Chesapeake Energy Corporation (NYSE:CHK) announced that it has entered into an agreement to convey its interests in the Barnett Shale operating area located in North Texas to Saddle Barnett Resources, LLC (“Saddle Resources”), a company backed by First Reserve, a leading global private equity and infrastructure investment firm exclusively focused on energy, and simultaneously terminate future commitments associated with this asset.

The impacts to Chesapeake upon completion of these actions will be as follows:

  • Increases Chesapeake’s operating income, before charges and other termination costs associated with this transaction, by approximately $200 to $300 million per year from 2016 through 2019
  • Reduces remaining 2016 gathering, processing and transportation (GP&T) expenses by approximately $250 million, including $170 million for a projected minimum volume commitment (MVC) shortfall payment
  • Provides 2017 projected GP&T expenses with a range of $7.15 to $7.65 per barrel of oil equivalent (boe), approximately $0.45 per boe lower than current 2016 guidance (using midpoints)
  • Reduces projected 2017 GP&T expenses by approximately $465 million, including $230 million of projected MVC shortfall payments
  • Eliminates future Barnett Shale midstream and downstream commitments of approximately $1.9 billion
  • Increases the PV-10 of the company’s total proved reserves by approximately $550 million after removal of Barnett assets and the associated projected MVC shortfall payments

As part of the transaction, Chesapeake and Williams Partners have agreed to terminate the current gathering agreement, projected MVC shortfall payments and fees pertaining to the Barnett Shale assets, for which Chesapeake expects to pay $334 million in cash to Williams, with First Reserve portfolio company Saddle Resources expected to pay an additional sum. The transaction is subject to a number of closing conditions, including the receipt of third-party consents, and is expected to close in the third quarter of 2016.

In addition, the company announced it has renegotiated its gas gathering agreement with Williams in its Mid-Continent operating area in exchange for a payment by the company of $66 million.

Separately, Chesapeake accelerated the value of a gas supply contract by selling its rights under a long-term gas supply agreement for $146 million in cash proceeds. Both of these transactions are discussed further below.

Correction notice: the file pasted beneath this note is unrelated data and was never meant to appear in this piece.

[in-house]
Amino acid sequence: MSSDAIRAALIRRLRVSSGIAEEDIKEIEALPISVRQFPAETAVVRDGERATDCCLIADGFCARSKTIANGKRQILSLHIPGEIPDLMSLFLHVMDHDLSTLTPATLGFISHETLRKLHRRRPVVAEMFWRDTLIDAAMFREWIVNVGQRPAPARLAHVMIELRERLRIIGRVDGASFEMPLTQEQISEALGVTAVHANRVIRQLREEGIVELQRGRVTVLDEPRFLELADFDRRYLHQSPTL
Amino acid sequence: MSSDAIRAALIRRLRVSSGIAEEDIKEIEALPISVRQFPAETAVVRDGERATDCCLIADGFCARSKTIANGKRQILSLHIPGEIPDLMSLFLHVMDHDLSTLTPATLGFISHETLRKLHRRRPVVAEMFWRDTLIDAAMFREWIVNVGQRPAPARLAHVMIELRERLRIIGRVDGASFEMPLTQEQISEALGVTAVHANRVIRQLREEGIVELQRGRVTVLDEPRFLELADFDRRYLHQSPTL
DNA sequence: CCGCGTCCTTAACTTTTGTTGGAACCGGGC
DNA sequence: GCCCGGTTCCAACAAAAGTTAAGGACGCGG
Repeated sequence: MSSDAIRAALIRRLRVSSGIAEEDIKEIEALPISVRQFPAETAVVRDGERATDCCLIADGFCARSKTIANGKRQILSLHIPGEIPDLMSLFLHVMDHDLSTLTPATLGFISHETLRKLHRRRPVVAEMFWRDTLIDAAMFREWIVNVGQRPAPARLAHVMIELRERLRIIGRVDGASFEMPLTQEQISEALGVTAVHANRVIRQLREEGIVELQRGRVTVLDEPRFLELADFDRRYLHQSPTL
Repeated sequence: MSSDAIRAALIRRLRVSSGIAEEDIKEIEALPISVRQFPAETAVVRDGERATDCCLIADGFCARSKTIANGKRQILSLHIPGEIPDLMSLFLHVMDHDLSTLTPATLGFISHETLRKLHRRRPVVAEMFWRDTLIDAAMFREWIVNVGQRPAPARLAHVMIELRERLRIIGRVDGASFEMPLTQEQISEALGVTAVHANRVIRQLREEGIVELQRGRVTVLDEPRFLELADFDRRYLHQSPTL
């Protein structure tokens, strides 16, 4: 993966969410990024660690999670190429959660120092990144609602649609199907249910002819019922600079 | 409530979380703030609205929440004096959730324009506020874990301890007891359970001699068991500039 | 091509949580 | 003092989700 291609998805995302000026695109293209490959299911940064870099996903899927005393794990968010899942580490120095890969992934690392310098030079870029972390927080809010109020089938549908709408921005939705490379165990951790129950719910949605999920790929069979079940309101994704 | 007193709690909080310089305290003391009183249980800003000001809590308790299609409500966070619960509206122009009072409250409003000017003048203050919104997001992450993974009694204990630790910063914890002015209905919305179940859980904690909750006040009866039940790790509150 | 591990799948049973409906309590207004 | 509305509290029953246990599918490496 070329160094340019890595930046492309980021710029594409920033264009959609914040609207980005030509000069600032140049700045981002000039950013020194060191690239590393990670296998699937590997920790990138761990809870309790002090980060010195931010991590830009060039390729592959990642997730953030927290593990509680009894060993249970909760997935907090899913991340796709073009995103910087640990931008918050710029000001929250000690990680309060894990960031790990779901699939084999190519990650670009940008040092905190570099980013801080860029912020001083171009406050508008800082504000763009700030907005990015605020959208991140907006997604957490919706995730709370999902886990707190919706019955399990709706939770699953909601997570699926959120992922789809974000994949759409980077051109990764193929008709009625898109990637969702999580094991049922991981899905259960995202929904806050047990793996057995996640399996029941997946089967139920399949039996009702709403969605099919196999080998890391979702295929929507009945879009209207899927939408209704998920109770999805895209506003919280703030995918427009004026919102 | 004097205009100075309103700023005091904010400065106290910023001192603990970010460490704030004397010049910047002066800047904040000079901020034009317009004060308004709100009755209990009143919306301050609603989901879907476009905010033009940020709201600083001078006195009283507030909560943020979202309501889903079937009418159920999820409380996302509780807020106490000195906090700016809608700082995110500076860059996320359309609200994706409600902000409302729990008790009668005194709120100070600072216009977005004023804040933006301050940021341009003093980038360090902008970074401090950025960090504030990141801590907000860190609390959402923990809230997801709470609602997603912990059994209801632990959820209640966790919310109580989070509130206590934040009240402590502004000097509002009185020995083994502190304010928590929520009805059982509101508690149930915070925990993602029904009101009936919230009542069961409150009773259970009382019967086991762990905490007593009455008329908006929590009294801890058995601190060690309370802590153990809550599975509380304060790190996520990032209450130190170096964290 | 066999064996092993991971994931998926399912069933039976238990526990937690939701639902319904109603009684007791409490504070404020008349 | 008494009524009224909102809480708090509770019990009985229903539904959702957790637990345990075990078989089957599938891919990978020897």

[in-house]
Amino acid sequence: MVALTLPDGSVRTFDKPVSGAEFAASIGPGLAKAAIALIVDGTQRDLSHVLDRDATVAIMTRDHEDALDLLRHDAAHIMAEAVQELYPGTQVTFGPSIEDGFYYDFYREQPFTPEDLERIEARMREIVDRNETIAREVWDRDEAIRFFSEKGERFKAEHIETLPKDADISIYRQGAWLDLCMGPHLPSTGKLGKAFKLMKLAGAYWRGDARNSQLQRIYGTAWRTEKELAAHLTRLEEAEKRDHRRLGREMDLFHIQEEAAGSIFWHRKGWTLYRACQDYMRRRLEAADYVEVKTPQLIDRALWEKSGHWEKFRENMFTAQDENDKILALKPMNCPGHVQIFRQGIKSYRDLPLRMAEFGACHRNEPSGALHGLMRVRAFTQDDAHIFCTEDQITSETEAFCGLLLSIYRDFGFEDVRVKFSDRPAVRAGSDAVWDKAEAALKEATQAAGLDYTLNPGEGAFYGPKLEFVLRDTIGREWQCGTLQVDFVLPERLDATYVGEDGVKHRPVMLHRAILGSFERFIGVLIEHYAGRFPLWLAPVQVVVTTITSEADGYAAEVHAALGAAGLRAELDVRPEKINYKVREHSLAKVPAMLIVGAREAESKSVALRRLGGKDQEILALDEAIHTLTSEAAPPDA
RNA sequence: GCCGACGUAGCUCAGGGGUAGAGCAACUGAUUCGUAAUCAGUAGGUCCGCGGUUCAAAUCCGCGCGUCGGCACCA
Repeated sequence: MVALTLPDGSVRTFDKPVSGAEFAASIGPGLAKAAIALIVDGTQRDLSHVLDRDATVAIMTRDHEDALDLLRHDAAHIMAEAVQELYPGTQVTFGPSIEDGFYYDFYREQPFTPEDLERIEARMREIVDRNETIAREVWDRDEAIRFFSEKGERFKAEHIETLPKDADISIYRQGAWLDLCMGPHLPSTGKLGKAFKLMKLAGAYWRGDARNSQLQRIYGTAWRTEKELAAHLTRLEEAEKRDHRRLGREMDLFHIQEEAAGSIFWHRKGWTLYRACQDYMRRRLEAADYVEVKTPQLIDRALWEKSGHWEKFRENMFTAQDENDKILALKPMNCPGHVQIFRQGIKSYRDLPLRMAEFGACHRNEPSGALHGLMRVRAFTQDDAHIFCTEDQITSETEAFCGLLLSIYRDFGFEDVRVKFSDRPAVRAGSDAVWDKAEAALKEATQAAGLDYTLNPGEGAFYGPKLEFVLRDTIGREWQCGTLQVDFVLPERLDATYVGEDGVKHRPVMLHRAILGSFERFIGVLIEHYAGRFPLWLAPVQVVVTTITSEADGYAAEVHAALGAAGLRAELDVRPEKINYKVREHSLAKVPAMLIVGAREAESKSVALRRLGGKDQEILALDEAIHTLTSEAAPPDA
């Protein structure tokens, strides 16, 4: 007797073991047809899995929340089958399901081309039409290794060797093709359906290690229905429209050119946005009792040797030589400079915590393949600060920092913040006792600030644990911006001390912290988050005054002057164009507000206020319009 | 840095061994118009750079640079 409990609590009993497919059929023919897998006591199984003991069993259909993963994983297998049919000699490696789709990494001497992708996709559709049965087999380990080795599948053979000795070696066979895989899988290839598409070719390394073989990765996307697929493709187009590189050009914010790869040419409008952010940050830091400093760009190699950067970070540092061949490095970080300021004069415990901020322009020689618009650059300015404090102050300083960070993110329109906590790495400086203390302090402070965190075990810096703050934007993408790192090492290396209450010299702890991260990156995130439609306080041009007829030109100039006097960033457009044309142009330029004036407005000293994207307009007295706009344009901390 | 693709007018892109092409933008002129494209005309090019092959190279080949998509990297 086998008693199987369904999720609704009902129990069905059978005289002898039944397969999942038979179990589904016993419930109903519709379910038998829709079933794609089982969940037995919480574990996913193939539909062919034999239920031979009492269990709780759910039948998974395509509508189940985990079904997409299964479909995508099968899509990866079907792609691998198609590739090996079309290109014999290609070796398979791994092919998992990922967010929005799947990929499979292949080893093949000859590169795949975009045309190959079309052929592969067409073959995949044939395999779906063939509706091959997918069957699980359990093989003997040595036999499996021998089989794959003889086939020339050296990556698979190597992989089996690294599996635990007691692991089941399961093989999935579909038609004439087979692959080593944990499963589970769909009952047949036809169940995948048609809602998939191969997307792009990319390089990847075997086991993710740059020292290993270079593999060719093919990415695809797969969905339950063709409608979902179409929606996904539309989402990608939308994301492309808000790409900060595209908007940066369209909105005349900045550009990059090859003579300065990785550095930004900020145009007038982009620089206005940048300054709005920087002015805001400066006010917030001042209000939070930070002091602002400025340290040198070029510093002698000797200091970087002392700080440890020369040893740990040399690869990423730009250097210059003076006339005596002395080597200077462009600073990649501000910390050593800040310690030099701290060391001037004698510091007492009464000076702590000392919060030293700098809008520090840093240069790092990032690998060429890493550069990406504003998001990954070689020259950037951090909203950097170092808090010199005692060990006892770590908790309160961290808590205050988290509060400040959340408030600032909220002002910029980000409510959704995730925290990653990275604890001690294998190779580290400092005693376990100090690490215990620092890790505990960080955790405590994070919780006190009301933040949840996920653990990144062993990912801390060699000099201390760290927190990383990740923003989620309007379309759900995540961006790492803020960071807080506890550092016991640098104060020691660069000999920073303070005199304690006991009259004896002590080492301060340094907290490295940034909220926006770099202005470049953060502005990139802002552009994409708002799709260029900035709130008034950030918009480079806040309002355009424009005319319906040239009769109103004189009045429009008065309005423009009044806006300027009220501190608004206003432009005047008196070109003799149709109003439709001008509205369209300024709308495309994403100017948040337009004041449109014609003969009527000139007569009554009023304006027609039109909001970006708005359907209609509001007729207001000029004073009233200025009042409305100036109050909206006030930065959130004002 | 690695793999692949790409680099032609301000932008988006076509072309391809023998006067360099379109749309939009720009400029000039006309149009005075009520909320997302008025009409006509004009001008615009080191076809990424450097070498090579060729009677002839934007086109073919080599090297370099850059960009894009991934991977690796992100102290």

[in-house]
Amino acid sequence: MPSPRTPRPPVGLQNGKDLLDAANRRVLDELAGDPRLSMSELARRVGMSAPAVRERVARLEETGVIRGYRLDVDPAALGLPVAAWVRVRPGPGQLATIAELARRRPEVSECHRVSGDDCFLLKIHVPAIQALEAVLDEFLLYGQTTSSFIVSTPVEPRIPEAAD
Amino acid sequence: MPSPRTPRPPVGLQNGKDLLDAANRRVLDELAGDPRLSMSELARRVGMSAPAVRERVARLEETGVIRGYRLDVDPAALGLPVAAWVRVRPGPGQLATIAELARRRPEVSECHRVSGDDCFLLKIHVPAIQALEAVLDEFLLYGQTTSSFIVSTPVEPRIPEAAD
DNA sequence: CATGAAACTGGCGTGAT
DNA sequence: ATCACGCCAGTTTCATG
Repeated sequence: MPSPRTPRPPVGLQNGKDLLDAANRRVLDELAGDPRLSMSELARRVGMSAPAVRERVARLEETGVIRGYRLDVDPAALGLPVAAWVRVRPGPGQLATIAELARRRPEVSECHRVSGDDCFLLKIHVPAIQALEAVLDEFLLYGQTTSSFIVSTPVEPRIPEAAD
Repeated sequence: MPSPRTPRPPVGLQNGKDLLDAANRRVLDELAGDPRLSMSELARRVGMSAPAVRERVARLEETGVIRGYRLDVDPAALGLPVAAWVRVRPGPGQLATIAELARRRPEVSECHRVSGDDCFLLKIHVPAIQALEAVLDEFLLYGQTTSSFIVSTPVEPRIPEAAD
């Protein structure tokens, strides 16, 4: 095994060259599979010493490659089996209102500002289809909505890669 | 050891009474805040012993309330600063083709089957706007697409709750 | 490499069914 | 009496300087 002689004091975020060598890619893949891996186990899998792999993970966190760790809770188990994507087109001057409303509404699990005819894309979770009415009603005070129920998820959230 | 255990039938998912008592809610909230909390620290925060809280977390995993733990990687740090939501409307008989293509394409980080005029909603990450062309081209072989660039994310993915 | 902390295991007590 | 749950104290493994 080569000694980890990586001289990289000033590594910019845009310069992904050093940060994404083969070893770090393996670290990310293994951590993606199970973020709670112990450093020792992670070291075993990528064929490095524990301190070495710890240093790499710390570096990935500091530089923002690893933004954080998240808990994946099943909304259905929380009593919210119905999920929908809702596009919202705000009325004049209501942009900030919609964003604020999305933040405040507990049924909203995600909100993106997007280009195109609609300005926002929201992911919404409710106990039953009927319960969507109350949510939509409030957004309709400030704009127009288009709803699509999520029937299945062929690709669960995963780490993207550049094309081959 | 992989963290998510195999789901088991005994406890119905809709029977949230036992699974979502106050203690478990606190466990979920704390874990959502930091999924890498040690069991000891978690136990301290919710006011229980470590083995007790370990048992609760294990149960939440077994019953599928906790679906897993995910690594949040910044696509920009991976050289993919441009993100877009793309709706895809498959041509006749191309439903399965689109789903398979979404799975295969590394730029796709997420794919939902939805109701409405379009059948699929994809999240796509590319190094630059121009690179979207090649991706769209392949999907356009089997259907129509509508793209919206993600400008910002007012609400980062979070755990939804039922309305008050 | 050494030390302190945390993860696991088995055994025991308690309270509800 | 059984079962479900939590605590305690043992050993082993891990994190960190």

Chesapeake Chief Executive Officer Doug Lawler commented, “Today’s announcements mark a major step in our continued progress to transform Chesapeake. By exiting the Barnett, we expect to increase our operating income for the remainder of 2016 through 2019 between $200 and $300 million annually, eliminate approximately $1.9 billion of total future midstream and downstream commitments, and increase the PV-10 of our proved reserves. Given the significant negative cash flow profile of the Barnett assets, the net cash paid out in these transactions has a payback of less than 18 months, and it will be partially funded by the $146 million sale and assignment of our long-term gas supply contract.

“We are also releasing preliminary 2017 guidance for the items most directly impacted by these transactions, including wide initial ranges for production and capital spending, in order to highlight our flexibility around commodity prices. The transformation of Chesapeake into a top-tier E&P company continues, and these transactions, along with our previously announced balance sheet and liquidity improvements, provide significant forward progress. We believe there are more positive moves to come.”

Properties in the proposed Barnett transaction include approximately 215,000 net developed and undeveloped acres and approximately 2,800 operated wells, which produced an average of approximately 65,000 boe per day (96% natural gas, 4% natural gas liquids) in the 2016 second quarter. The expected net production impact from the proposed transaction is approximately 62,000 boe per day. Proved oil and natural gas reserves in the Barnett Shale as of December 31, 2015 were approximately 81 million boe (96% natural gas, 4% natural gas liquids).

In exchange for a cash payment of $66 million, Chesapeake also renegotiated its existing cost-of-service gas gathering agreement with Williams covering the Mid-Continent operating area to a fixed-fee arrangement. As a result, Chesapeake’s Mid-Continent gas gathering costs are expected to be reduced by 36%, effective July 1, 2016.

Lawler continued, “We believe that our approximately 1.5 million net acreage position in the Mid-Continent area represents a tremendous resource. The new gas gathering agreement makes our operations more competitive and enhances the operating income from this asset.”